It’s sometimes easy to forget that London is a Roman creation. A site occupying a good position on the north bank of the tidal Thames, which offered deep enough anchorage for ocean-going vessels and which was narrow enough to bridge. Within 20 years of the invasion of 43AD, London was sufficiently large and important to be sacked by Boudicca, intent on wreaking a terrible revenge on the regime that had injured her so grossly. London rose again (as it has done several times) and by the end of the 1st century it was Britannia’s principal commercial and political centre.
In common with many other Roman towns, Londinium had an amphitheatre. These were places of entertainment, but the shows would not have been to our taste. Whilst acrobats or wrestlers might provide the warm-up, what Romans really enjoyed was a juicy bit of blood-letting. So the next feature on the programme might be a little gentle boxing, where the opponents wore vicious metal-studded leather strips over their fists, perhaps followed by some light-hearted cock-fighting or bear-baiting. Maybe there would be a mock hunt in which the ‘hunters’ slaughtered ferocious animals. Convicted criminals, including Christians (who undermined imperial authority), might be condemned ad bestias (to the beasts) and pushed, naked and unarmed, into the arena to face wild, half-starved, animals. But the pinnacle of entertainment, the very top of the bill, was gladiatorial combat. What better way to spend time than watching people hack one another to death? Gladiators could be slaves, petty criminals, or prisoners of war for whom the arena might have offered a better option than an alternative fate. Amphitheatres could be used for public executions too. So they fought, perhaps with a short sword and shield, perhaps with a trident and net. Some even gained reputation and freedom.
Amphitheatres were usually built on the fringes of towns, or even outside, to minimise the potential hazards of escaping wild animals or over-exuberant crowds. Londinium’s was situated in the north-west corner of the city, close to the fort that once stood by London Wall and not far from some public baths. It was built in the late first century, probably around 70AD, a wooden structure with tiers of seats supported by heavy timber beams, upgraded to stone in the second century. After the end of Roman rule in the early 5th century, the amphitheatre fell into disrepair and the site was built over – eventually by London’s Guildhall.
So it was when a new Guildhall Art Gallery was being constructed in 1985 that the remains of the amphitheatre were discovered. The City of London has an extensive art collection and a gallery to show works was opened in 1885. However, the gallery was destroyed in the Blitz in 1941 and it took a generation to get round to building a replacement, which opened in 1999. It displays about 250 works at any one time, on a rotating basis. There is a great deal of Victorian and, as to be expected, London-themed, work. At one end is an enormous, martial, painting, The Defeat of the Floating Batteries at Gibraltar. There is also a small, but fascinating, museum – and the Art Gallery additionally provides access to London’s Roman Amphitheatre, now 20 feet (6 metres) beneath your feet.
The remains of the amphitheatre are very modest – essentially, part of the east gate, through which performers would have entered the arena, sections of some of the surrounding buildings, traces of the packed sand that once helped soak up the blood on the arena floor and, astonishingly, the wooden drain that helped keep the arena free from standing water. The amphitheatre was oval in shape and had capacity for 7,000 spectators.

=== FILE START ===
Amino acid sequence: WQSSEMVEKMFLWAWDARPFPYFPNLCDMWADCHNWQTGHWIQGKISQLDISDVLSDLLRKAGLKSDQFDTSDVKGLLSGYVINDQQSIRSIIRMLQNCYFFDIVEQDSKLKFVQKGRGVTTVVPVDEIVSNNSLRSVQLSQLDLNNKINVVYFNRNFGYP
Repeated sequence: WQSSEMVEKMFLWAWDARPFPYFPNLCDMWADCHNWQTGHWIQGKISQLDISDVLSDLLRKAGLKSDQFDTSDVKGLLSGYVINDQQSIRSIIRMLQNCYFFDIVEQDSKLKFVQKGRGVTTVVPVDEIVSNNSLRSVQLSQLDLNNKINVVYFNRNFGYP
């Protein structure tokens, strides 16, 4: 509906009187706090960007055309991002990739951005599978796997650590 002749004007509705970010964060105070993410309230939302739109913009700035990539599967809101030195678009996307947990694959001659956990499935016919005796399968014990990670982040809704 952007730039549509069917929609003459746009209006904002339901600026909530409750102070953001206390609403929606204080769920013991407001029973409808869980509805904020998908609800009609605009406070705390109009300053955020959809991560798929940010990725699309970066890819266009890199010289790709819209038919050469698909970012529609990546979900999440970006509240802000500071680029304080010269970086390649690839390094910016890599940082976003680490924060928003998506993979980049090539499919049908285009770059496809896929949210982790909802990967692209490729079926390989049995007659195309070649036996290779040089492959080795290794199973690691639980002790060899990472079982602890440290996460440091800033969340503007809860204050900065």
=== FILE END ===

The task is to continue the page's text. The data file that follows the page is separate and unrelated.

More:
Clearly, London’s Amphitheatre is not the Colosseum. But it has been presented in an innovative way which makes the place almost come alive. Clever lighting, luminescent paint, digital projection, sensors, and even the sound of a roaring crowd give a slightly terrifying sensation of being there two thousand years ago. And outside, at street level, some design genius had the inspiration of showing the outline of the amphitheatre using black stone inlaid in the Guildhall’s forecourt. Very clever; very effective.
You’ve almost forgotten the Guildhall Art Gallery (known as ‘GAG’), haven’t you? It’s a lovely space, with (I thought) some inspiring pictures and helpful, friendly staff. All in all, highly recommended. You’ll find the Guildhall Art Gallery off Gresham Street, named for the 16th century merchant and royal financier, Sir Thomas Gresham, and on the way to the forum.
But there’s one more item of interest to share with you. During A Bit About Britain’s visit, the gallery’s small museum was exhibiting the William Charter. This is the oldest document in the City’s archive and was given by William the Conqueror to the City in 1067. It is a tiny piece of vellum (calfskin), just 6 inches by one and a half (15 x 3.8cms) with two strips – one for threading through the seal and the other a tie.
Significantly, the charter is written in Old English, not Latin or William’s native Norman French. In modern English, it says:
William, King, greets William, Bishop, and Geoffrey, Portreeve, and all the burghers (citizens) in London, French and English, in friendly fashion; and I inform you that it is my will that your laws and customs be preserved as they were in King Edward’s day, that every child shall be his father’s heir after his father’s death; and that I will not suffer that any man do wrong to you. God keep you
This document confirms the rights and privileges that Londoners had enjoyed before the Conquest of 1066. William recognised the unique importance of London, the value of its trade, and the need to protect it – as well as having the support of London’s movers and shakers. It’s an exceptional document; but the City of London is an exceptional place.